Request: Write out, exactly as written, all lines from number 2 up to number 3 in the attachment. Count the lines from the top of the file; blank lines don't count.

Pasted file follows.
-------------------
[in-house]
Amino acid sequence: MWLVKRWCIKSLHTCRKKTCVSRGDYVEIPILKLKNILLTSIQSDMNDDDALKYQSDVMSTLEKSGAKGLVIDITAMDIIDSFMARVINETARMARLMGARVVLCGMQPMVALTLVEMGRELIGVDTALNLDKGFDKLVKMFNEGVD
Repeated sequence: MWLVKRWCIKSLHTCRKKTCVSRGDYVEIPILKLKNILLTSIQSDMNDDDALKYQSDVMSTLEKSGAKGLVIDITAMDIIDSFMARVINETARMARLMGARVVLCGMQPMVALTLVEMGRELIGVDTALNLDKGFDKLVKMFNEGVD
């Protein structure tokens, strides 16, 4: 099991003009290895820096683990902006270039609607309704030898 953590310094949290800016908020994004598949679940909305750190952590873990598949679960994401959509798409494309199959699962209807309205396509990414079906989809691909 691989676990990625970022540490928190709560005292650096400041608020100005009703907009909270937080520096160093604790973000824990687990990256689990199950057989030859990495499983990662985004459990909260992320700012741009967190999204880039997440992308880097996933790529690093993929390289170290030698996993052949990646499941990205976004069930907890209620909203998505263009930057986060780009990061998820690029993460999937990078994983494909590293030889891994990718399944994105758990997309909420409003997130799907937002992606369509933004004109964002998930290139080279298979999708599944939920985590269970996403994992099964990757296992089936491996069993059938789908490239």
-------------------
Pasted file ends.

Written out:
Amino acid sequence: MWLVKRWCIKSLHTCRKKTCVSRGDYVEIPILKLKNILLTSIQSDMNDDDALKYQSDVMSTLEKSGAKGLVIDITAMDIIDSFMARVINETARMARLMGARVVLCGMQPMVALTLVEMGRELIGVDTALNLDKGFDKLVKMFNEGVD
Repeated sequence: MWLVKRWCIKSLHTCRKKTCVSRGDYVEIPILKLKNILLTSIQSDMNDDDALKYQSDVMSTLEKSGAKGLVIDITAMDIIDSFMARVINETARMARLMGARVVLCGMQPMVALTLVEMGRELIGVDTALNLDKGFDKLVKMFNEGVD